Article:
I think about the upcoming holidays, and smile to myself. Winter Solstice, then Giftmas, then New Year’s Eve and day… then, it’s a whole new year unfolding ahead, and back to the grind. 🙂 No idea what the new year may hold. I didn’t expect this one, just now ending, held a pandemic – or a home purchase. Life is filled with surprises, unexpected turns, and assorted fortune (good and less so). Some eventualities will be very directly tied to my own choices and actions, others less obviously so. Sitting and waiting around for change is one possible choice… still a choice, and potentially less effective than grabbing life with both hands and making of it what we can. I suppose there is also some “personal style” involved in all that, as well. 🙂

…Mmm…Yeah. Great cup of coffee this morning, well-suited to reflecting on life. lol

I did scroll through the news earlier – fairly pointless on the average Saturday, unless there is some sort of major event some where in the world. All of the news seems to repeat yesterday’s talking points, retread and regurgitated, linked and quoted, by various other news services that perhaps now wish they’d thought of it first. Uninteresting. I’ve been making a practice of willfully rejecting headlines that seem crafted to stoke an emotional reaction prior to reading the article; it’s a clickbait practice, and I just don’t appreciate having my time wasted, or my emotions manipulated. I definitely read fewer news articles as a result. lol My time is better spent reflecting on my own life and choices. 🙂

I think over the day ahead. I’ve got one errand to run, a bit later, maybe I’ll also stop by the grocery store? I’ll tackle aquarium maintenance a little later, too. Tomorrow? Housekeeping. I know, it’s all very routine, simple, ordinary stuff. That’s what most lives are crafted of; ordinary moments, commonplace tasks, simple everyday acts and efforts. It took me too long to understand how very few individual lives are truly, spectacularly, exceptional or extraordinary in such a notable way that one would expect to read about it in the news. Most of us live very unexceptional lives – and that’s entirely okay. More important that we also live well, show kindness, consider others, care for the world and our community – and take care of ourselves and each other. Isn’t that enough? 🙂 Are any of us really so good at even that, that we ought be discontent and seeking more? I suspect I’m not alone in my awareness I could do more/better, often, even in these ordinary circumstances, within this ordinary life. It’s about the verbs. Our choices.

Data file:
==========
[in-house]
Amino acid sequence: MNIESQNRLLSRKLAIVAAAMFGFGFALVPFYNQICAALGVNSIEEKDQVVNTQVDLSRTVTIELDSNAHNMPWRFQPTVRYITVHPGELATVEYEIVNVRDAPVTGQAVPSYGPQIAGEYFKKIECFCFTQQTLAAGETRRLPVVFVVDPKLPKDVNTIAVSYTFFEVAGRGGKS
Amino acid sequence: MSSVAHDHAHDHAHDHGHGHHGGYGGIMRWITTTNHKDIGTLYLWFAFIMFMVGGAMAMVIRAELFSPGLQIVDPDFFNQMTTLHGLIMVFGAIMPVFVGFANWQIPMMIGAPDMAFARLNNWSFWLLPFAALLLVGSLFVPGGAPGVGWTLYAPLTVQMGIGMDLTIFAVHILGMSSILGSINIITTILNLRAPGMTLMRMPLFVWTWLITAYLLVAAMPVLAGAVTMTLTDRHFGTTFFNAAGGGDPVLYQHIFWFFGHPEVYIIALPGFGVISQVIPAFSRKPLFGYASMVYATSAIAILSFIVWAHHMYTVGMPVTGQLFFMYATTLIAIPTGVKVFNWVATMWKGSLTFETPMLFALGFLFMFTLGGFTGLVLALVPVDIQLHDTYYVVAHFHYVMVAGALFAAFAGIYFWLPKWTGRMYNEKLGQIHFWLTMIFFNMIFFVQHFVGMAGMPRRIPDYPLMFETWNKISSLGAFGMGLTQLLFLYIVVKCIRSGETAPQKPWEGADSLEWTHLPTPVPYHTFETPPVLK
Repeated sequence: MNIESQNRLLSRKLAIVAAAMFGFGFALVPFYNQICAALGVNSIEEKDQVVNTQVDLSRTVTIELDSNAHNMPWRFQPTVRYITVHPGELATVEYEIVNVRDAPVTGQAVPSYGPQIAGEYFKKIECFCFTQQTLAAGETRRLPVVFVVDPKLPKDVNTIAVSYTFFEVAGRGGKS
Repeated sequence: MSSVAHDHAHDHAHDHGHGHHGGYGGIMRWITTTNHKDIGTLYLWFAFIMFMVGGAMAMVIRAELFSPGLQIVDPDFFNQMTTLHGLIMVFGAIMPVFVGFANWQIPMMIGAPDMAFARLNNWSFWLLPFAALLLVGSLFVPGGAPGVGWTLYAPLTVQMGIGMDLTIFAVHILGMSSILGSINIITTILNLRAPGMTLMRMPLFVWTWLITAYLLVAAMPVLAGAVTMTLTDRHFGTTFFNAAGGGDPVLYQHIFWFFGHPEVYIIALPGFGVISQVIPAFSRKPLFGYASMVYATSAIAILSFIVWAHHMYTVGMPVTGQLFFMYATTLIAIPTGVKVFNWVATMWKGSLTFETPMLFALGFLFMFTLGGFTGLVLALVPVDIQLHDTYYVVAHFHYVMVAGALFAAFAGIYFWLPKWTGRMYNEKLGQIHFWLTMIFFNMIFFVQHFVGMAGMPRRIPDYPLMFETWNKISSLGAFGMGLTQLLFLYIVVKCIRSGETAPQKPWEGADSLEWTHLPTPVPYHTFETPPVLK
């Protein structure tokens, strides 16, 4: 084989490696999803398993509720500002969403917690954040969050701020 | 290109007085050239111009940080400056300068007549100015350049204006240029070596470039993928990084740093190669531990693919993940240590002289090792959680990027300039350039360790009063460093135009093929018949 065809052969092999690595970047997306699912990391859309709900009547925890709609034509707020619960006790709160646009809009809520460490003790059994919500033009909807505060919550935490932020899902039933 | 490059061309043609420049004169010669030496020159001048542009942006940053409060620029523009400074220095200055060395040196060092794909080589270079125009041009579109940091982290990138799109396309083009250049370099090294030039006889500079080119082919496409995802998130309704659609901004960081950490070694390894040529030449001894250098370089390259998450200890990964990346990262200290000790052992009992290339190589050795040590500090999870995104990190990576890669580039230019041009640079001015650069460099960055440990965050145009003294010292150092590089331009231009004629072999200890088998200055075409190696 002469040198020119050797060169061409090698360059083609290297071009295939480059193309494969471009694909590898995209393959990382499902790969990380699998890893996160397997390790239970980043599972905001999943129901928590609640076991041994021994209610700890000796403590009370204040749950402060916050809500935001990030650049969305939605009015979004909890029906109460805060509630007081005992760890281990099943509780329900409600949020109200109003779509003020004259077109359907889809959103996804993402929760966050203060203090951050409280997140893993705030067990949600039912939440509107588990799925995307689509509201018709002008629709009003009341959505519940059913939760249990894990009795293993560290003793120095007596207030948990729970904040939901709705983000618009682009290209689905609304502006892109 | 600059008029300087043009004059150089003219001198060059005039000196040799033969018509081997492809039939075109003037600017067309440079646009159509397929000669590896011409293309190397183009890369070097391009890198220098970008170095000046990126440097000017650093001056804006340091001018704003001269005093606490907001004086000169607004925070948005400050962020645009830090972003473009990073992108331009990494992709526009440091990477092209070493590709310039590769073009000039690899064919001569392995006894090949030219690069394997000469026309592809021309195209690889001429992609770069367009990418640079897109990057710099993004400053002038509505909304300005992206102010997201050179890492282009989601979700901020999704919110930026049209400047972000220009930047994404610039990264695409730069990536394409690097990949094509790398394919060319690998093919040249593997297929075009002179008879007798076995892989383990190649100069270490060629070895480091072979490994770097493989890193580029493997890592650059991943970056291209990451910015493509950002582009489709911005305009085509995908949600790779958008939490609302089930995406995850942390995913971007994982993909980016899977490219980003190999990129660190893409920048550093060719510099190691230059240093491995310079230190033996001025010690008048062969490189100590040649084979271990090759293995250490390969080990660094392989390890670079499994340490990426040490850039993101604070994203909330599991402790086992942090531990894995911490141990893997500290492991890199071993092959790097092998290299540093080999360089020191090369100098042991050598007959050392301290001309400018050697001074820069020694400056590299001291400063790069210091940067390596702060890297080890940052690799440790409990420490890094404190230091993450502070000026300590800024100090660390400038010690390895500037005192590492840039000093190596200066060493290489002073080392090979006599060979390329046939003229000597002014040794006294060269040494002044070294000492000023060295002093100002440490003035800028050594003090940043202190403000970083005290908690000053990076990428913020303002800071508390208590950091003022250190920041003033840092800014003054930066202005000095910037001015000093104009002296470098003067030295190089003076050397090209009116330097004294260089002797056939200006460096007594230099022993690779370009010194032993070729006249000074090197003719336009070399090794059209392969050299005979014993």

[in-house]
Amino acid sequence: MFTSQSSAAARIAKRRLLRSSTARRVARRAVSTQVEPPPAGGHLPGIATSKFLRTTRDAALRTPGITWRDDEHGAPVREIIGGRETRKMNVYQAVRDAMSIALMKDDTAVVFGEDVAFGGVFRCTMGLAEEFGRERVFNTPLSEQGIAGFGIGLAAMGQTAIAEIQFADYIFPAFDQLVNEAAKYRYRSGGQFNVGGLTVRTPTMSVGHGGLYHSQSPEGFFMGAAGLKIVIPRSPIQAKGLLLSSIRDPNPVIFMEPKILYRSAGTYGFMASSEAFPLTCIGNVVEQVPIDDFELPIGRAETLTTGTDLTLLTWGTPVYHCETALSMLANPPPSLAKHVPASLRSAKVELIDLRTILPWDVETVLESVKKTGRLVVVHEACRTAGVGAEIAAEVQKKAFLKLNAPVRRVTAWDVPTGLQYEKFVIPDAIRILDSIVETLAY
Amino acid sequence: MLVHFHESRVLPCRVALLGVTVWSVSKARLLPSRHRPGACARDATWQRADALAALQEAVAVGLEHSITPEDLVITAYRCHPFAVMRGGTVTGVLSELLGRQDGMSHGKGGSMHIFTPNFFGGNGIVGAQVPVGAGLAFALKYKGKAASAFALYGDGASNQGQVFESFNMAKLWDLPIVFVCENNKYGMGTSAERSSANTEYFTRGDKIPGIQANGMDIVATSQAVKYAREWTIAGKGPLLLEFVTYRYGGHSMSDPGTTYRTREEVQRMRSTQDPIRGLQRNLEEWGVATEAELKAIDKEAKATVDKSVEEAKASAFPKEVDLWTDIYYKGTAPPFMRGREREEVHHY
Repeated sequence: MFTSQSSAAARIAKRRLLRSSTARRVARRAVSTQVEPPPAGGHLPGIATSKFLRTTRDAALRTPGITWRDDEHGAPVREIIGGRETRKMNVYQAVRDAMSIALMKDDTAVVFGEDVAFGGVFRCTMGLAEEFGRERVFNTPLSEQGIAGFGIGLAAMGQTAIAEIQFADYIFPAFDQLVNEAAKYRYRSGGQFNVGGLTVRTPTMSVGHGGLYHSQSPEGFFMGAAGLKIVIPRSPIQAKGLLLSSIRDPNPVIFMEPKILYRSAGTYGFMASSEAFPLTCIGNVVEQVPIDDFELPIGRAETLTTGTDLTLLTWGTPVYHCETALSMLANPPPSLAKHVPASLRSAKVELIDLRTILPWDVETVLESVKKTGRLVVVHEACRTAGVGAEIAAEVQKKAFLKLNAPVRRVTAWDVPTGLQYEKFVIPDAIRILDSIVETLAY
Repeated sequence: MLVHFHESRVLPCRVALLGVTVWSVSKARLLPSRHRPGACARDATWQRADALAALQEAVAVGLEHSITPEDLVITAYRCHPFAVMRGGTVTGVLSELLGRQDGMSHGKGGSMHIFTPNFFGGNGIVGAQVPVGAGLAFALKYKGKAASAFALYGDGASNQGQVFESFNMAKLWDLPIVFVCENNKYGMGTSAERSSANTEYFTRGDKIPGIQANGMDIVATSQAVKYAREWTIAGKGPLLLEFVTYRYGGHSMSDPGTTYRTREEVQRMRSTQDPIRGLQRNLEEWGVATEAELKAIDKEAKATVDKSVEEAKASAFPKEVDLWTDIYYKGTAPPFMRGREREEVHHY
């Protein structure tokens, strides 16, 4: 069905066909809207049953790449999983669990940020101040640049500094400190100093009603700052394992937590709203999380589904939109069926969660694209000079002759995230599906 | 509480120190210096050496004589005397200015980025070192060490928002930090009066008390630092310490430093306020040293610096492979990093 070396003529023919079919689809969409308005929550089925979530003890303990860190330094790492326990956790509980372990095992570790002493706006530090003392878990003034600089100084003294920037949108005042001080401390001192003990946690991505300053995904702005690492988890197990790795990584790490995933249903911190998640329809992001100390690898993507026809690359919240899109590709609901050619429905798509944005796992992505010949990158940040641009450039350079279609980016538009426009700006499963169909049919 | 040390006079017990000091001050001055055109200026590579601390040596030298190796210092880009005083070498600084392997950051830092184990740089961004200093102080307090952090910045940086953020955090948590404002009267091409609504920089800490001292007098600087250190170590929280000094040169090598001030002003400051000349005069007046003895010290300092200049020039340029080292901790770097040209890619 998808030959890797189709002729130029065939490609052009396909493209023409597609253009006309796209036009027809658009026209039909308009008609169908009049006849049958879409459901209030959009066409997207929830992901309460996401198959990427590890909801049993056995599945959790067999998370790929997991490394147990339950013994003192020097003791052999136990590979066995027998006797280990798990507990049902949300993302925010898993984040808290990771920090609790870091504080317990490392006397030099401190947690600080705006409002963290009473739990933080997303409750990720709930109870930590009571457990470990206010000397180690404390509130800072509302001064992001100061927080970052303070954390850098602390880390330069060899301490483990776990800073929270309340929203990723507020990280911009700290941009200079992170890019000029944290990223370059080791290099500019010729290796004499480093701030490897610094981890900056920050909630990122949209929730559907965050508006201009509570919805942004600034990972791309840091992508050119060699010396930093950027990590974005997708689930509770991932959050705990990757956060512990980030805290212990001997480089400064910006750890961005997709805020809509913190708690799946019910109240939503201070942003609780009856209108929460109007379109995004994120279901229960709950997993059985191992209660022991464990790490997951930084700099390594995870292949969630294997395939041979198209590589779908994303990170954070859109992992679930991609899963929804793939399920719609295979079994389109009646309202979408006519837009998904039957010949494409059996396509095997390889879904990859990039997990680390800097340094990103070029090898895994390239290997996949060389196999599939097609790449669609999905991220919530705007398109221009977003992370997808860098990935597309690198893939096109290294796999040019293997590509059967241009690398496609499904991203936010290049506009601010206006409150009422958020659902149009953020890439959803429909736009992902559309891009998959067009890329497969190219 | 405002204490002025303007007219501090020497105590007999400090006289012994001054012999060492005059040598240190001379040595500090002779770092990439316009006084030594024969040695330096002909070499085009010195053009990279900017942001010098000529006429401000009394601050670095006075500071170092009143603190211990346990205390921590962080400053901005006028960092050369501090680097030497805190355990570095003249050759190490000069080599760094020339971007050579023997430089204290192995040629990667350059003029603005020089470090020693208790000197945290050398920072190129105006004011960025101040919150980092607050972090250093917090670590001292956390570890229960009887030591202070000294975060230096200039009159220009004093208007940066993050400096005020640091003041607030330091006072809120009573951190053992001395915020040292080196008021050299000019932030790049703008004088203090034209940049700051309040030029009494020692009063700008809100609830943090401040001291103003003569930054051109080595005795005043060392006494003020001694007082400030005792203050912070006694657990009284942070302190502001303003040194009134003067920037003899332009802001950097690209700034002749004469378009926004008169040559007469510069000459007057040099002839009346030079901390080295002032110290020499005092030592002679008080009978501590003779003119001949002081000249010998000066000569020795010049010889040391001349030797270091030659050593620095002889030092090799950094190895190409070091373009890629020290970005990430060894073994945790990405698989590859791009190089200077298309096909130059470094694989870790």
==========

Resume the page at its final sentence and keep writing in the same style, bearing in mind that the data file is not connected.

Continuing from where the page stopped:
I sip my coffee, hearing the video my Traveling Partner is watching, in the background. The sound of it, the sound of his presence, brings me a sense of comfort… and joy…

And now I am hearing holiday carols in my head, too… LOL

What is “enough”? Do you have that? Have you defined it so that you can more easily make your way to that goal? Have you been so fortunate as to overshoot that mark, and find yourself living in some comfort? From where you are, right now, what can you do to help heal the world? What about your community? Are there simple things you can easily do, without undermining your own necessary resources, to lift someone else up? To ease suffering in the world? To give something back? ‘Tis the season… what will you do about that?

I finish my first coffee. I think about a second cup. I smile for a moment, feeling pretty okay generally. It’s time to begin again. 🙂

Living in the Pacific Northwest, at least currently, results in a lot of gray, rainy, autumn and winter days. I love the rain. My arthritis doesn’t respond to it as pleasantly. I’m in pain. It’s just physical pain. I think over past winter holiday seasons, and try to recall the last one that was not characterized, in some way, by the amount of pain I’m in. It’s been a long time. I give up on that, take a breath, exhale, and let it go. I think about Giftmas, instead.